The Church of the Holy Sepulchre dominates what is believed to be the ancient hill of Golgotha. It incorporates not only the place where Jesus was crucified but also the cave in which he was buried. Despite its religious importance, the Church of the Holy Sepulcher is smaller than many other less important Christian shrines due to the constricted amount of space available in the city at the time of its construction. The main entrance to Christendom’s holiest site is surprisingly unimpressive, due in large part to its being closely hemmed in by other structures. Its Byzantine heritage is barely evident, as much of the original building was destroyed by Muslims and restored by Latin Crusaders. The main dome is partially obscured by a large square belltower.
The interior church layout is more impressive. The Sepulchre is richly decorated with a multitude of chapels, artifacts and artwork that reflect numerous Orthodox and Catholic contributions over the centuries. Most of the chapels and points of interest are directly related to Christ’s death, including the last five of the fourteen Stations of the Cross. Most of these are located in the Chapel of Golgotha, built on the spot where Christ was crucified. They include the place where he was stripped of his garments (10), where he was nailed to the cross (11), where the cross was erected (12) and the spot where his body was prepared for burial (13). The highlight of the church, however, is the Holy Sepulcher itself (14), where Jesus was laid to rest in the donated tomb. The Sepulcher consists of an enclosed stone shrine located directly beneath the great dome. The cave where Jesus was buried lies beneath.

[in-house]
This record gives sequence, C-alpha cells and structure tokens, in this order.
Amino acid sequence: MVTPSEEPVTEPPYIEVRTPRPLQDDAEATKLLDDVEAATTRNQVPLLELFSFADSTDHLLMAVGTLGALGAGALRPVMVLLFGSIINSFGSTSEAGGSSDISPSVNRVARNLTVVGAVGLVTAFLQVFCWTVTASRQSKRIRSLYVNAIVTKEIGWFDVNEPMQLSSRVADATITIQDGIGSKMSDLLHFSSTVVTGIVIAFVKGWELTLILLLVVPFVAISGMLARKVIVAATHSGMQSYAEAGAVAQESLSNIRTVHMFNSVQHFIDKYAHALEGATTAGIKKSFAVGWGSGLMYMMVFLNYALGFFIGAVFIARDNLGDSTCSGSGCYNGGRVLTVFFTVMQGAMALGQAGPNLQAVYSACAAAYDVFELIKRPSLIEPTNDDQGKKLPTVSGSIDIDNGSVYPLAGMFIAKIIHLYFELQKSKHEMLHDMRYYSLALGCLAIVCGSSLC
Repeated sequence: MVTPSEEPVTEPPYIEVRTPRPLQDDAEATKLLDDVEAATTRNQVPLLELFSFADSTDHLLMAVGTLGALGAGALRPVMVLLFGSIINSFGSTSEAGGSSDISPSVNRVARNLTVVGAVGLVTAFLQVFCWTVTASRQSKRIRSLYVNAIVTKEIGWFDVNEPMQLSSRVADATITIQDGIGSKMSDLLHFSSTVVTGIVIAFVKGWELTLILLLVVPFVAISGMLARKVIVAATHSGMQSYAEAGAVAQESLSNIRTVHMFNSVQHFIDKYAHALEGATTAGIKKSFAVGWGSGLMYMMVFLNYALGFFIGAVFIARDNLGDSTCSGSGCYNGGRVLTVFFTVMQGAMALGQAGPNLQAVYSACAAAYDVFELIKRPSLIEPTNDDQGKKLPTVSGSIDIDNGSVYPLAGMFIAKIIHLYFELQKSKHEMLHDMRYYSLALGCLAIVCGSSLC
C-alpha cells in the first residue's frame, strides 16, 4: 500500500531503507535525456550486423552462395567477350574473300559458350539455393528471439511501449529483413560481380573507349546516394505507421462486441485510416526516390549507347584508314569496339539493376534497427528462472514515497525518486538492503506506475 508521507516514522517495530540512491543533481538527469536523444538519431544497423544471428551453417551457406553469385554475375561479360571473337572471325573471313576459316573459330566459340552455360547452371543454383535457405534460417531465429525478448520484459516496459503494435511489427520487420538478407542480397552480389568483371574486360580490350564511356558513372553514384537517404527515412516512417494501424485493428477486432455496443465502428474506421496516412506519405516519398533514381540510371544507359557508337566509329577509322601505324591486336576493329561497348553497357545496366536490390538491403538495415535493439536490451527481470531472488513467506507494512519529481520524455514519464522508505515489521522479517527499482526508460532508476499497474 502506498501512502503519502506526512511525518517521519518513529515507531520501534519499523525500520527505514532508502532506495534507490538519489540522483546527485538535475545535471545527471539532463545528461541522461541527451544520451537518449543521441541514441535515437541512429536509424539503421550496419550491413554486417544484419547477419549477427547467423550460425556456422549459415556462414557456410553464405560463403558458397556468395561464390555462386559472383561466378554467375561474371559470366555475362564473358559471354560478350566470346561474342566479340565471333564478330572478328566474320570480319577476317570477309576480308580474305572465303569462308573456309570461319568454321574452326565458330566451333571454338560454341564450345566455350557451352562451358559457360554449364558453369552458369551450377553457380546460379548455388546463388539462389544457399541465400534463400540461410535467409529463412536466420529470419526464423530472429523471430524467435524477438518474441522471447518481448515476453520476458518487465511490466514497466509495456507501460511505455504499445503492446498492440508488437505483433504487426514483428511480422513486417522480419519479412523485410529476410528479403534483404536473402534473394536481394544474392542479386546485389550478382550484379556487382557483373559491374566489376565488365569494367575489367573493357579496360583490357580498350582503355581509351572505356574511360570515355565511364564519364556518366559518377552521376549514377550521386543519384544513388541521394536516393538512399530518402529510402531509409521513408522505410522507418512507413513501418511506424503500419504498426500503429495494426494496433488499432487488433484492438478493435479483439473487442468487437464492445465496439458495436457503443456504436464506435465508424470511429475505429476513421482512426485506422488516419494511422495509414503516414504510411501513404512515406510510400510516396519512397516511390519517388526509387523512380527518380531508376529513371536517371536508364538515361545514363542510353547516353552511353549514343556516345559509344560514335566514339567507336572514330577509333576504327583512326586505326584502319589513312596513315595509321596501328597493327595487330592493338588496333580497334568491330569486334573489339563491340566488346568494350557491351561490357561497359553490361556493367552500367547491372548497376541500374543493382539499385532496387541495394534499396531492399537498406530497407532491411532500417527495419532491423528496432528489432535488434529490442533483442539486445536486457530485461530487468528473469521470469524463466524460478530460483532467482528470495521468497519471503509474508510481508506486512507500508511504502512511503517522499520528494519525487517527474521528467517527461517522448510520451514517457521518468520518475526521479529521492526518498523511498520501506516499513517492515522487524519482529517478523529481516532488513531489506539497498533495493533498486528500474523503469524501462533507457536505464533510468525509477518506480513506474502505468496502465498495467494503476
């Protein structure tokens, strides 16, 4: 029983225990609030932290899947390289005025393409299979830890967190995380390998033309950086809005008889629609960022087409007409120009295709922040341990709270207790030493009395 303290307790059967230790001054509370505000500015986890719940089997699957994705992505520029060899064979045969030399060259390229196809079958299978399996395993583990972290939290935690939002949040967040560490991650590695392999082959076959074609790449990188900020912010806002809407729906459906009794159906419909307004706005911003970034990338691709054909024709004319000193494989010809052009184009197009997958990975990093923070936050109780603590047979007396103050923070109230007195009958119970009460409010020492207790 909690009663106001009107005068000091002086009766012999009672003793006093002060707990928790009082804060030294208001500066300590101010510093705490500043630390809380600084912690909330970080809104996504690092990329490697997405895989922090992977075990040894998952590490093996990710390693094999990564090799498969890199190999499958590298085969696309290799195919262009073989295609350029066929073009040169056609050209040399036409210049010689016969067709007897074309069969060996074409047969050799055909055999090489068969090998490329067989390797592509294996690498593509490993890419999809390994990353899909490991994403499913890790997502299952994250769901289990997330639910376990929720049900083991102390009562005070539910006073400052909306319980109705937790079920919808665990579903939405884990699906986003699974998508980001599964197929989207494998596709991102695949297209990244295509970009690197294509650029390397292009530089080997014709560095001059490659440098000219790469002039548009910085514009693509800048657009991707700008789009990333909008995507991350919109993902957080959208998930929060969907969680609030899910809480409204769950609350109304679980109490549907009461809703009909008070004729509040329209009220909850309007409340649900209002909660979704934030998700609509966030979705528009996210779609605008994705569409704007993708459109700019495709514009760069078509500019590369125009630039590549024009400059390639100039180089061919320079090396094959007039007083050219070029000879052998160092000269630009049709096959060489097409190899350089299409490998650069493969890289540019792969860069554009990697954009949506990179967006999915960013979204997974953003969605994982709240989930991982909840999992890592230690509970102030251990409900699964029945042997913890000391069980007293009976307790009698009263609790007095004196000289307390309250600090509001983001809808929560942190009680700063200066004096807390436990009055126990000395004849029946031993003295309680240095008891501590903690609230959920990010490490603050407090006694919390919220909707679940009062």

The Church of the Holy Sepulchre is located in the Christian Quarter in the heart of Jerusalem’s Old City, the ground zero of Israel’s tourism industry. Despite its location, visiting the church is generally neither difficult nor dangerous, and the Sepulchre has heretofore not been directly involved in the problems that engulf the area. The Church is managed jointly by the Catholic, Orthodox and Armenian churches and is open to all visitors. However, the complex jurisdiction arrangement over the church’s interior may mean certain restrictions for certain visitors at certain times. In general the Sepulchre is open daily from 5:00am-7:00pm. There is no cost of admission. Web: www.holysepulchre.custodia.org (official website)
Many of Jerusalem’s most important Christian sites are located along the Via Dolorosa, the traditional pilgrimage walk associated with the crucifixion. The Tower of Antonia, where Jesus was condemned, is the 1st Station. The Condemnation Chapel, where Jesus was sentenced, is the 2nd Station. The Armenian Catholic Patriarchate marks the 3rd and 4th Stations, where Jesus made his first stumble and where he saw his mother. Further on are the 5th, 6th and 7th Stations, where Simon volunteered to carry the cross, where Veronica dried Christ’s sweat and blood with her now-famous veil, and where Jesus stumbled for the second time. The Greek Orthodox Convent stands over the 8th Station, where Jesus comforted the weeping women. A Coptic Church marks the 9th Station where he stumbled for the third and last time. The remaining stations are located within the Sepulcher itself. Among the multitude of other sites within the city are St. Anne’s Church, built on the traditional site where the Virgin Mary was born and where the Pool of Bethesda is located, and St. Alexander’s Church.